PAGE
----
Income tax audits can be daunting and costly for taxpayers. Anyone running a company, especially a cash-based one, might not realize the Canada Revenue Agency, or CRA, has various methods it can use to reassess taxpayers. Also, not all methods depend on examining the company's records and books.

If the CRA believes that a taxpayer's books might not be accurate, they might choose to assess the taxpayer using other methods to glean information, such as consulting a third party which is known as indirect methods of verification. One such method is a net worth audit, which is applicable if a taxpayer is thought to not have reported all their income, and the auditor cannot assess this directly.

The CRA can use a net worth tax audit to identify when a taxpayer's wealth increased over 3 tax years or reporting periods, or whatever the audit period might be. The auditor first looks at the taxpayer's liabilities and assets from the start of the audit period. They will then compare them to the liabilities and assets held at the end of the period.

The auditor takes any expenditure made during the audit period into account so that they can determine the taxpayer's net worth. It is assumed that an increase is an unreported income, and the following formula describes how the figure is derived:

  • Opening net worth + reported income - expenditure = closing net worth

Anything more than the figure at the beginning of the audit period is viewed as unreported income and will therefore be subject to tax. The basic assumption is that when a taxpayer increases his wealth during a tax year, he has the choice of spending it or investing it.

The auditor from the CRA will take a close look at any outgoings during the audit period and make assumptions about these expenditures and the taxpayer's overall income. Net worth calculations can include expenditure adjustments based on normal spending standards. This is easy to refute with supporting evidence. The CRA will use actual expenditures (such as from credit cards) over Statistics Canada data for a more accurate result.

According to the Income Tax Act, the CRA doesn't have to accept any evidence offered by the taxpayer. Auditors use their own judgement and can request documents from third parties. This can lead to mistakes, and taxpayers who take the matter to court often win.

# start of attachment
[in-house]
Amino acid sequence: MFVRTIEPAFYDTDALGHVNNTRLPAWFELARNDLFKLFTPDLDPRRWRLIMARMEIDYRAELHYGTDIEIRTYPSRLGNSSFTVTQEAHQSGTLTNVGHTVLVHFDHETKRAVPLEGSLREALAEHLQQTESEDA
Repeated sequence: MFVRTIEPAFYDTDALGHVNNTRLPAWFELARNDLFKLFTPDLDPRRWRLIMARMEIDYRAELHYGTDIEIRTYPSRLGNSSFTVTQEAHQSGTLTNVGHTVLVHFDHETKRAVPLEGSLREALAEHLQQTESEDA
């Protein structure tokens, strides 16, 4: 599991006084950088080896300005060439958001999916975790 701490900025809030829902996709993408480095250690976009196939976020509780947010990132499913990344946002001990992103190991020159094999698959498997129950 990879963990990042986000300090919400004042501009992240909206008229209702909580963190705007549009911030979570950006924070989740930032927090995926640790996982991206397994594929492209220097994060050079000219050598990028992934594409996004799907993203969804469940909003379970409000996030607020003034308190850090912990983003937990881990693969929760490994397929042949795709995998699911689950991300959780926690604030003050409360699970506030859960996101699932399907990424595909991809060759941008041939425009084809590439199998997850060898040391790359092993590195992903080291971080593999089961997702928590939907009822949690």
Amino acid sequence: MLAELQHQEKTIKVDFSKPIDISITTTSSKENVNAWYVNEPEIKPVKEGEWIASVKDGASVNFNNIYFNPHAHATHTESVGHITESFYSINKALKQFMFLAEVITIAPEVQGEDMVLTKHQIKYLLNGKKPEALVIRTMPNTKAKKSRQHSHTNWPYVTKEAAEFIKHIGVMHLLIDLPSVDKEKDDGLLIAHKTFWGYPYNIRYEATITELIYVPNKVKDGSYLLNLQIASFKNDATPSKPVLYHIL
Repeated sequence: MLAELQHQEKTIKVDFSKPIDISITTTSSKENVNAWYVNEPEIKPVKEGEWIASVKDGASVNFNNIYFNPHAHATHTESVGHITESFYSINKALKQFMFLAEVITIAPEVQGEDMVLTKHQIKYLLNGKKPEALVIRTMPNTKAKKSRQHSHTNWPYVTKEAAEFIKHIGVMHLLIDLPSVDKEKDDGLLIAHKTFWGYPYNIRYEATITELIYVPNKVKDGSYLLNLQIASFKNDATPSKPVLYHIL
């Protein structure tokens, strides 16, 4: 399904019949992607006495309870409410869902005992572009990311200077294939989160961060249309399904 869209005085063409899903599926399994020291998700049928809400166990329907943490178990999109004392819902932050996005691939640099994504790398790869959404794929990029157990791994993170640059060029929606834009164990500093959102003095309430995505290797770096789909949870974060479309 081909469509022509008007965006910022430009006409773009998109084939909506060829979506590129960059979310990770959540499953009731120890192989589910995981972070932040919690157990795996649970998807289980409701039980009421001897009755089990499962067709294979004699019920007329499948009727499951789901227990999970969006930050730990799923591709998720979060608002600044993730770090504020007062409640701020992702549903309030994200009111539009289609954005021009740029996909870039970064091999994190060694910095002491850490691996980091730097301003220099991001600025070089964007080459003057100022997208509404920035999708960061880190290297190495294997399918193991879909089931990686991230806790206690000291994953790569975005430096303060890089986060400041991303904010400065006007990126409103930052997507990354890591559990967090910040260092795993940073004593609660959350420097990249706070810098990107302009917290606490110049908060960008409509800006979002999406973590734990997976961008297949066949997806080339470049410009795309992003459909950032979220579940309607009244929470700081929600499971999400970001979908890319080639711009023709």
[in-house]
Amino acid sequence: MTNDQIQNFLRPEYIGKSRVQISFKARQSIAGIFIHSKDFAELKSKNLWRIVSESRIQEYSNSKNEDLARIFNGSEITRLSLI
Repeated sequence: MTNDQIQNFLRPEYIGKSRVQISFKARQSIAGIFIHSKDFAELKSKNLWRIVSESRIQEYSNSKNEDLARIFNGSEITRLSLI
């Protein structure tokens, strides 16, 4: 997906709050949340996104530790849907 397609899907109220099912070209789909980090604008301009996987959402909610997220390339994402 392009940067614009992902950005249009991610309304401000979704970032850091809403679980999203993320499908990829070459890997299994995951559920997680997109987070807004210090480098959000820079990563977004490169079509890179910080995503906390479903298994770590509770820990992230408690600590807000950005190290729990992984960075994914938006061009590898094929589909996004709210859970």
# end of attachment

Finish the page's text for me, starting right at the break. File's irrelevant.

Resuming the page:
A net worth audit might occur if a taxpayer doesn't have adequate books and records to support their tax returns or if there seem to be discrepancies between the taxpayer's reported income and their spending.

Besides the net worth audit, the CRA has other strategies if it suspects unreported income, such as the "application of funds" method, which it uses to examine expenditures. It also has a "bank deposit analysis" method, which it uses to check whether a taxpayer's financial records can explain their deposits.

What Happens in a Net Worth Audit?
Suppose an auditor suspects unreported income and cannot find an explanation in the company's books and records? In that case, the auditor usually follows up by demanding third-party documentation from credit card companies, financial institutions, suppliers, and so on to get a better picture.

The CRA can also look at mortgages, personal property security databases and land titles to determine the taxpayer's assets and value. They often look at the books and records of the taxpayer's family members too.

After compiling all the information, the auditor will transcribe the personal financial records of the taxpayer into a financial statement. The auditor then determines and compares the values of assets at the start and the end of the period. Lastly, the auditor will compare the amounts against the taxpayer's income.

Any expense regarded as a personal expenditure by the auditor is added to the unreported income. This can result in a surprisingly high tax liability.

Since compiling so much information can lead to costly errors, hiring our experienced tax accountants can reduce a colossal tax assessment.

Fighting a Net Worth Audit
An audit of a taxpayer's net worth requires the taxpayer to dispute the amount as quickly as possible. Providing evidence in support of any claims is part of this process. Rather than having to analyze and challenge every component of the net worth assessment, which is very time-consuming, it is more effective for the taxpayer to challenge the methodology of the net worth assessment.

A solid analysis created to refute the result of a net worth assessment is the only way to challenge the CRA's findings. For this, you will need experienced Canadian tax accountants like us to assist you. If you are facing an audit of your net worth, speak with our tax accountants as soon as possible. We have a long history of successfully contesting audits.

In conclusion, taxpayers should be aware that there is a real possibility that CRA mistakes can lead to declaring bankruptcy or loss of business. So don't wait. Connect with our tax accountants today for help with refuting incorrect net worth calculations.

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